Nobel laureate and women’s rights activist Malala Yousafzai on Tuesday expressed concern about students in Karnataka not being allowed to attend classes while wearing hijabs.

Sharing a article on Twitter about a 19-year-old student’s experience of being shut out of college because of her hijab, Yousafzai urged Indian leaders to stop the “marginalisation of Muslim women”.

“Refusing to let girls go to school in their hijabs is horrifying,” Yousafzai wrote. “Objectification of women persists – for wearing less or more.”

Confrontations between groups of students on the wearing of the hijab began after Muslim girls at the Government Women’s Pre-University College in Udupi were stopped from attending classes if they wore headscarves. In the past few days, protests on this subject have spread to a large number of colleges in Karnataka.

Several Bharatiya Janata Party leaders on Tuesday criticised Yousafzai for her statement, while some others praised her for speaking about Muslim girls being prevented from attending classes.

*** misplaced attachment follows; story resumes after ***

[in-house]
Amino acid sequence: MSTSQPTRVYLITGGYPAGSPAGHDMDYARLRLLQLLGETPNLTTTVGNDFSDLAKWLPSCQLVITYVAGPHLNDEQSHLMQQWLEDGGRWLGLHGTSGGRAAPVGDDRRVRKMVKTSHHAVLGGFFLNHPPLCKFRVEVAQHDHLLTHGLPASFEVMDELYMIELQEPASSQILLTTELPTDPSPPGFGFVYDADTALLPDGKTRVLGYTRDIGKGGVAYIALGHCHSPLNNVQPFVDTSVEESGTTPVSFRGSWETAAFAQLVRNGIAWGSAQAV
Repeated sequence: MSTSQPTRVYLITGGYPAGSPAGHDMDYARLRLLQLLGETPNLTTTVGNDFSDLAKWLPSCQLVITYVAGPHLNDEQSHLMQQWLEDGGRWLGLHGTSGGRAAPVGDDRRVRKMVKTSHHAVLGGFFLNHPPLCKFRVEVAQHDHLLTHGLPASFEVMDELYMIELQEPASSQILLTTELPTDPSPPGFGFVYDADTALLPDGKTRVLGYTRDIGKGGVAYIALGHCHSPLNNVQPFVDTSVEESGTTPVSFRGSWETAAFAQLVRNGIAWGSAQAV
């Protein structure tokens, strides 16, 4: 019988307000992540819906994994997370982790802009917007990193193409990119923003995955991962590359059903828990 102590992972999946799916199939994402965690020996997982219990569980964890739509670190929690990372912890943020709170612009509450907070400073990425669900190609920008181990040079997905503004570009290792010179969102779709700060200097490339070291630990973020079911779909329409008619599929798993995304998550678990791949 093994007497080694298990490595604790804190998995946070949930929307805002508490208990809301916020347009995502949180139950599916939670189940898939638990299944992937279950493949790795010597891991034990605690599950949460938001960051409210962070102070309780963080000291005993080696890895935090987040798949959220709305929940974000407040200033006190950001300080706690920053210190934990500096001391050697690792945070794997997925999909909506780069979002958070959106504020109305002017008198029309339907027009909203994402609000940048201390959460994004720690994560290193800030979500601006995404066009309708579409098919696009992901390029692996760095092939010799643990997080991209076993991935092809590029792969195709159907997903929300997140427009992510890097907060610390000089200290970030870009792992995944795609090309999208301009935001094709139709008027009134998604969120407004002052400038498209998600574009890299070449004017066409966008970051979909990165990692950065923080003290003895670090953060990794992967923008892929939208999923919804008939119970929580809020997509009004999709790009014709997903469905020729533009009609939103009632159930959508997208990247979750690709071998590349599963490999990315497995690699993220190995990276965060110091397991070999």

BJP leader Priti Gandhi said that the Nobel Peace Prize winner had been shot in the head at point-blank range because she “stood up to oppressive [Islamic] practices”.

“Instead of advising your Muslim sisters to let go of regressive beliefs and spread their wings to fly, you want to push them into darkness?” she asked.

Another BJP leader, Manjider Singh Sirsa, accused Yousafzai of tweeting without verifying facts. He asked why she “never spoke on other significant issues like forced conversion of minor Hindu Sikh girls in Pakistan”.

On the other hand, Congress leader Salman Nizami cited Yousafzai’s statement and urged authorities to let girls attend schools in hijabs.

On February 5, the Karnataka government had passed an order that barred students from wearing clothes that “disturb equality, integrity and public order”.

Amid the escalating standoff, the Karnataka government on Tuesday announced that all high schools and colleges in the state will remain shut for three days between February 9 and February 11.

The Karnataka High Court also began hearing petitions challenging the legality of the ban on Tuesday.

Also read:

  1. The Karnataka campaign isn’t just about the hijab – it’s mainly about showing Muslims their place
  2. In Karnataka, as it did in the segregated US South, bigotry will hurt the majority too